A new study has revealed that latex contained in packaging and rubber gloves can trigger fatal allergic reactions.
Apparently the wrappers and packaging used for a wide variety of foods contain hidden quantities of latex rubber that can trigger fatal allergic reactions in some people.
It seems tests funded by the British Food Standards Agency (FSA) on 21 types of packaging have shown that a third were contaminated with latex, which in some cases was transferred to the food.
These latest findings have prompted calls for new labelling rules to ensure that consumers are aware of the use of latex in packaging across Europe.
Scientists found in one chocolate biscuit the amount of latex was almost 20 times the level that can trigger a reaction in a person sensitive to latex rubber.
Contamination by rubber proteins was also discovered in ice-lollies and pastry, in stickers used on fresh produce such as avocados and apples, on rubber bands used to tie spring onions and asparagus and in the netting that keeps joints of meat intact.
Natural latex is derived from the sap of rubber trees and is commonly found in the adhesive used to cold-seal ice-cream, chocolate bars and biscuits and other chilled foods where heat exposure would cause the product to deteriorate.
But though it is natural it can contain rubber proteins known to be harmful or even dangerous to sensitive individuals.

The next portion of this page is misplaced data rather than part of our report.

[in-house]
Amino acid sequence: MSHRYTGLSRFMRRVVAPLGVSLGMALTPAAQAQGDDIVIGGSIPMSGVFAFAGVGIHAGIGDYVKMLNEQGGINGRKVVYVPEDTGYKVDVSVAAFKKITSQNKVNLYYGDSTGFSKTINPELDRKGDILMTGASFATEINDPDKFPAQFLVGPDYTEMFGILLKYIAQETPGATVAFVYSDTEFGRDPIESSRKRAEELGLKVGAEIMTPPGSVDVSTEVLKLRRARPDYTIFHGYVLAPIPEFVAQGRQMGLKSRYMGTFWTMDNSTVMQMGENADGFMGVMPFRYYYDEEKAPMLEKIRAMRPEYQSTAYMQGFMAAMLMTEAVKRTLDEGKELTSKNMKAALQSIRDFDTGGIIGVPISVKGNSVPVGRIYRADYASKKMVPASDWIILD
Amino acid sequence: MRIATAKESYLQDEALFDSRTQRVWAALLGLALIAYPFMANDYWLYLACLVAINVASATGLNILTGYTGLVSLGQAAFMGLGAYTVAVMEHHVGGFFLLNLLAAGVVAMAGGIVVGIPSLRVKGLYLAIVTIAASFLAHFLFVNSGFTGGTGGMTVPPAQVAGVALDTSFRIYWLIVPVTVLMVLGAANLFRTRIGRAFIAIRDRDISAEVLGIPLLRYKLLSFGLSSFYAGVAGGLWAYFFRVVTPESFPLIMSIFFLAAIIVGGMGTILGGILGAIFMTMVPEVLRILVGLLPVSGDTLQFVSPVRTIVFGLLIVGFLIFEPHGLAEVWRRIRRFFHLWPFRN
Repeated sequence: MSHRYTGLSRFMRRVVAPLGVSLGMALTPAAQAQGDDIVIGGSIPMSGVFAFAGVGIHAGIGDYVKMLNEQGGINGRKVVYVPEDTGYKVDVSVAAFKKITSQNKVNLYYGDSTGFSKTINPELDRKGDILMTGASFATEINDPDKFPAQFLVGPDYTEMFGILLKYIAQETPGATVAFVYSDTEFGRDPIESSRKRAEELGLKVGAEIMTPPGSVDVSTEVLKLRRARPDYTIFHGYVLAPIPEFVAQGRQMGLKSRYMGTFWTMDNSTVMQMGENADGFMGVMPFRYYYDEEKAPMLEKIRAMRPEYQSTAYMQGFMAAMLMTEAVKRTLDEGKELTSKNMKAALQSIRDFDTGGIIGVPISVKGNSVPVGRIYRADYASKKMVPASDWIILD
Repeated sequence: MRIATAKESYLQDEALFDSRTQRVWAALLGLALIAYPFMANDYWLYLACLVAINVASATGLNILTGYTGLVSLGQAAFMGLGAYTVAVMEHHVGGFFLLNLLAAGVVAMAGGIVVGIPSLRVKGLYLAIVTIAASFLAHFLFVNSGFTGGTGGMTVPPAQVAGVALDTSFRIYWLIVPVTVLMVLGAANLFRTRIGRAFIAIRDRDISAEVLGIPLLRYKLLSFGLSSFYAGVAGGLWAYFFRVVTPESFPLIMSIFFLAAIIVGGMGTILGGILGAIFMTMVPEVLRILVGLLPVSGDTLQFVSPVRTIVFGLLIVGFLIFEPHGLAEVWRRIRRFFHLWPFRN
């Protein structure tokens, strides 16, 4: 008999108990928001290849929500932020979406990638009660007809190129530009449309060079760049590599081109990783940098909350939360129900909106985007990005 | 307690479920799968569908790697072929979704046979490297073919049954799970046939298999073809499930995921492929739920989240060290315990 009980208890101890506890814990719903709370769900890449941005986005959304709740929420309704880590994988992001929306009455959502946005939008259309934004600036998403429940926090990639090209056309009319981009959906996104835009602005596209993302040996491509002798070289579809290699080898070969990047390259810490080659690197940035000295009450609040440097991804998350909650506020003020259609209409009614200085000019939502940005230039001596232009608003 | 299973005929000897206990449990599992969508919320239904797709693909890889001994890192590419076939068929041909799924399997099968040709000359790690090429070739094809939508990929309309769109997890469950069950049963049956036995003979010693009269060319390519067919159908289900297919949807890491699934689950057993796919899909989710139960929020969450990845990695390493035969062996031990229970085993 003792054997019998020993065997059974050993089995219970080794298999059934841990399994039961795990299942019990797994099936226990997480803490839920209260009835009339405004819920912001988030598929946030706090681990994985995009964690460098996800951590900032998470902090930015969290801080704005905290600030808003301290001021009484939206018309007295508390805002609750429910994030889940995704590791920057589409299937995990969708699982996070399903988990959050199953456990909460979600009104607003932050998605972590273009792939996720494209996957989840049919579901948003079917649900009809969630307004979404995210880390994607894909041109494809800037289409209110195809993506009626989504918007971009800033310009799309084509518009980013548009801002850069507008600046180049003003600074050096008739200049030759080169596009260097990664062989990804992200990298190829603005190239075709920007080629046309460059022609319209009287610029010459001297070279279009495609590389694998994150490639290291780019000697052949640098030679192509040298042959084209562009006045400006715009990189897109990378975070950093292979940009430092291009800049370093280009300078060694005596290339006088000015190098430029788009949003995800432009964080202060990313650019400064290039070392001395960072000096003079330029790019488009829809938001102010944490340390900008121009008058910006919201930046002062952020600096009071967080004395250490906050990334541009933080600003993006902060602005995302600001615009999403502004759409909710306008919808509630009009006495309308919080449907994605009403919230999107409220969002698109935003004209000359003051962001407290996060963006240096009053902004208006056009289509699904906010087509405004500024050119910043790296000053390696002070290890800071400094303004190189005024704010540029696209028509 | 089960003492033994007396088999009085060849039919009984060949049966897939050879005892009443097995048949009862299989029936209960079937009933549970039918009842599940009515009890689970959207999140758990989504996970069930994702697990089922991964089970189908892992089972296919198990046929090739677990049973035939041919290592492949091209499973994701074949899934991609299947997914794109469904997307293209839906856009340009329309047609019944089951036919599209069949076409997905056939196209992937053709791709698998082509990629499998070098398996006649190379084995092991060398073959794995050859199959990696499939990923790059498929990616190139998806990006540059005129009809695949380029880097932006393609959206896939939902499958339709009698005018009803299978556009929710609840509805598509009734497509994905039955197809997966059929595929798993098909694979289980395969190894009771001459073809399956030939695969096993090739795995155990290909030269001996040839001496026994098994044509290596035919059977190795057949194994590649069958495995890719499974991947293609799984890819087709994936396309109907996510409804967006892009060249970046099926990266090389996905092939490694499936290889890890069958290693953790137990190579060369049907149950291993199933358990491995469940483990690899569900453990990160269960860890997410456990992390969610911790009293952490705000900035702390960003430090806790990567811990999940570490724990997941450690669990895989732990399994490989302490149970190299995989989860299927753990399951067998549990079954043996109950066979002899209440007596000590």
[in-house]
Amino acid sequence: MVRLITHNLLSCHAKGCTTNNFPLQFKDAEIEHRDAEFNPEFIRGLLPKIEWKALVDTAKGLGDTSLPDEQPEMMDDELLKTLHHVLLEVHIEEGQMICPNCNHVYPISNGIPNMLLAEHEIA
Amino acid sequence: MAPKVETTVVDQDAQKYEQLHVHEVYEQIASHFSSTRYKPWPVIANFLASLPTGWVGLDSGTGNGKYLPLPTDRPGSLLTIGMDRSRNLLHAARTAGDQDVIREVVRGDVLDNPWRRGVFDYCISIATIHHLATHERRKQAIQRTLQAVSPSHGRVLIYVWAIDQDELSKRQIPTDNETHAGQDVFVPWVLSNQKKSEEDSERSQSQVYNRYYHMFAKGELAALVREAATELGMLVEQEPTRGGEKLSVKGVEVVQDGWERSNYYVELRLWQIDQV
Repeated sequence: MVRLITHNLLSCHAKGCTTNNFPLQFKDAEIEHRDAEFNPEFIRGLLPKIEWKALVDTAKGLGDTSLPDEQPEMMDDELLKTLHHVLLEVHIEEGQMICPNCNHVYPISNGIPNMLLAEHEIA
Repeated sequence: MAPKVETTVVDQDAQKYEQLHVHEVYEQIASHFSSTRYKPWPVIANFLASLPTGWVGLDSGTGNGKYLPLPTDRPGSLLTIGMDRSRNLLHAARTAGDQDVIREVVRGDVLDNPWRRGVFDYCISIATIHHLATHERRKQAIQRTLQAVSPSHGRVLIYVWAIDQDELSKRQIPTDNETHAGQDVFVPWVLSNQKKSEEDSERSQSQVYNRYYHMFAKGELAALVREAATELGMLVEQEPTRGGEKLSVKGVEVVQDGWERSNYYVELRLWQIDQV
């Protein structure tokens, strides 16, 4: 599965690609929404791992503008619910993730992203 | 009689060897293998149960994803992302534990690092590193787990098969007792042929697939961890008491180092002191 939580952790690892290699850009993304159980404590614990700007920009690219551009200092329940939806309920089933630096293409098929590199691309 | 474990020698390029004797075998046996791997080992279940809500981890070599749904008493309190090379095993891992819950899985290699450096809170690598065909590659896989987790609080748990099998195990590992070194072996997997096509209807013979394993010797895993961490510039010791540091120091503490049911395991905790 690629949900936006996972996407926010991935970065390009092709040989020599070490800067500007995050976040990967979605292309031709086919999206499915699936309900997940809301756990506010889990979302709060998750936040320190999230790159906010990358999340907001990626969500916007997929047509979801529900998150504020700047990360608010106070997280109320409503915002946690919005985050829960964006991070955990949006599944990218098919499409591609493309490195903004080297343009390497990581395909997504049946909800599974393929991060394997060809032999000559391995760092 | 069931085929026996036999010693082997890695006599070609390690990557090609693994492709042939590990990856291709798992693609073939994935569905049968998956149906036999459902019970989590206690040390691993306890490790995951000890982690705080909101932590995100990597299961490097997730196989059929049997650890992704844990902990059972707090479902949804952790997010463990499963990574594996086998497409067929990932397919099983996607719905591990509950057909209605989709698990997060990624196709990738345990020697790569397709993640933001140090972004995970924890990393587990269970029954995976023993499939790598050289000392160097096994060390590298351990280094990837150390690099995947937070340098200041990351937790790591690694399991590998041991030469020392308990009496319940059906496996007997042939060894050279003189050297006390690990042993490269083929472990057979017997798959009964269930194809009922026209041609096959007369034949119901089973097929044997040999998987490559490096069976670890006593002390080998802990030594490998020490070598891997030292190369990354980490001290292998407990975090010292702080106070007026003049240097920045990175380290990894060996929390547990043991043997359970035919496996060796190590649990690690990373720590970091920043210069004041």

One company has admitted that in some cases whole wrappers were sprayed with latex adhesive.
Of these proteins, known as "Hev" allergens, four are recognised as being a health risk, and at present manufacturers are not required to include latex warnings on packaging labels.
To date there is no established agreement on what constitutes a safe level, but as little as a billionth of a gram (1 ng/ml) has been known to trigger an allergic response.
The research was conducted by Leatherhead Food International, a leading science research laboratory, on behalf of the Food Standards Agency and is the first known study to quantify the presence of latex in food and packaging.
The agency says it is too early to draw firm conclusions but advises people not to alter their eating habits or the way they prepare food.
According to Joanna Topping, a food technologist who led the research, the survey of 21 food products found that one third of the packaging contained latex and the highest levels were found in ice-cream wrappers, including one choc-ice wrapper containing 374 ng/ml of latex protein.
Another possible source of contamination is the widespread use of latex gloves by workers in the food industry and campaign groups and dermatologists are calling for the use of latex to be listed on food labels and the use of latex gloves reduced in the production of food, adding that they are largely unnecessary.
Latex intolerance affects between 1 and 6 per cent of the population and extremely sensitive individuals exposed to the allergens could suffer a fatal anaphylactic reaction.
A mild latex allergy sufferer might suffer itching, redness or swelling, but it can also affect eyes and breathing and in the most sensitive individuals can trigger heart attacks.
The allergy as a rule comes to light when people try to blow up a balloon or wear kitchen rubber gloves.
In the UK there are known to be at least 350 people who suffer serious problems and who are now members of the UK Latex Allergy Support Group.
The research is published in Chemistry & Industry, the magazine for the Society of Chemical Industry.